The Volland Foundation sits just off the Skyline-Mill Creek Scenic Drive, one of the prettiest routes through the Flint Hills. The neighbors along Mill Creek Valley are mostly ranchers, many of them descendants of homesteaders. They take pride in the history of this place and in their ancestors, who carved a living from these hills and valleys. A sprinkling of newcomers rounds out the mix – folks who have been drawn here by the extraordinary beauty of the Flint Hills and have a genuine appreciation not only for the tallgrass prairie, but also for its culture and traditions.
Volland and the Kratzer Brothers store prospered under the twin industries of ranching and the railroad, and this history remains evident today. The scenic drive from Alma boasts many ranches, and as one approaches from the east on Old Highway 10, a feedlot marks the turn into Volland. A hundred yards south of the store, the Union Pacific runs frequent freights, whose passing whistles recall the days when Volland was a vital stop for fuel and water – and lunch. Kratzer was known to have the best deli on the line.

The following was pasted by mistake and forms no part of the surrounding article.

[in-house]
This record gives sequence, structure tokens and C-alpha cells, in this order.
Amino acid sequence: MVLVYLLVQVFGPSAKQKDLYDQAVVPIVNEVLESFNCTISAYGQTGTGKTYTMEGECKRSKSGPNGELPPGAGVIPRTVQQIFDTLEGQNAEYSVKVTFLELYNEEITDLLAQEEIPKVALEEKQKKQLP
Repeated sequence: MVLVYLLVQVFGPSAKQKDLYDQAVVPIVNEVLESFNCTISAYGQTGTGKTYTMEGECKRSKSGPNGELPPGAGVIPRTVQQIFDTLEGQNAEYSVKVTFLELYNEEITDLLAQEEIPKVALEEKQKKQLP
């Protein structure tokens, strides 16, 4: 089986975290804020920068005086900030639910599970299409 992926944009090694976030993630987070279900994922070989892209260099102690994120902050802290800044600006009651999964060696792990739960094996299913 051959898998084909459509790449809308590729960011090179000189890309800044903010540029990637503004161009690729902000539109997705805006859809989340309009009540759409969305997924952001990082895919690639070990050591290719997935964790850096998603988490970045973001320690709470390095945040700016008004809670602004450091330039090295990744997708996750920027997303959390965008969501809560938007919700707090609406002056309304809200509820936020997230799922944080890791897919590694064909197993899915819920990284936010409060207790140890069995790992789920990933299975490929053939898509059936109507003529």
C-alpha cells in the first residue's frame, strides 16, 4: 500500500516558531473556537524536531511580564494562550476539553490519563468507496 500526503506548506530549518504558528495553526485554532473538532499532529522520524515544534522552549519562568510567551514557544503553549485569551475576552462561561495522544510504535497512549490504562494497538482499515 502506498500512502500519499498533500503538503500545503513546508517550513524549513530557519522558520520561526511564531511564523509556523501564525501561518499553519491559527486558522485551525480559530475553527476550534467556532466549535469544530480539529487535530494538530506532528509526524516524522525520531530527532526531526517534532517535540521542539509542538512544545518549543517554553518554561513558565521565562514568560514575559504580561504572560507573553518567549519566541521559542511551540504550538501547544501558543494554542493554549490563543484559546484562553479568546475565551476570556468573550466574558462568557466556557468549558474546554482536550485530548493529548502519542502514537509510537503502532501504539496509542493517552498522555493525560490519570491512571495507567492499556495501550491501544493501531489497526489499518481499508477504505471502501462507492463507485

Times changed and when the trains no longer stopped, a decline in activity and population began.
Nonetheless, there’s no feeling of a ghost town, given the bustle of the cattle operation to the north and the train traffic to the south. Although hill country pastures are all around it, the Store occupies level ground. It’s not tucked away or remote; it’s in plain view and open to all.
When it was constructed, The Volland Store may have been as sophisticated as other buildings elsewhere, but what made it remarkable was the land where it stood. The Flint Hills gave rise to a unique culture, and the role Volland’s mercantile played within that society is what made the building extraordinary. Preserving this building and its history is a way of preserving the lifestyle and traditions of the Flint Hills themselves.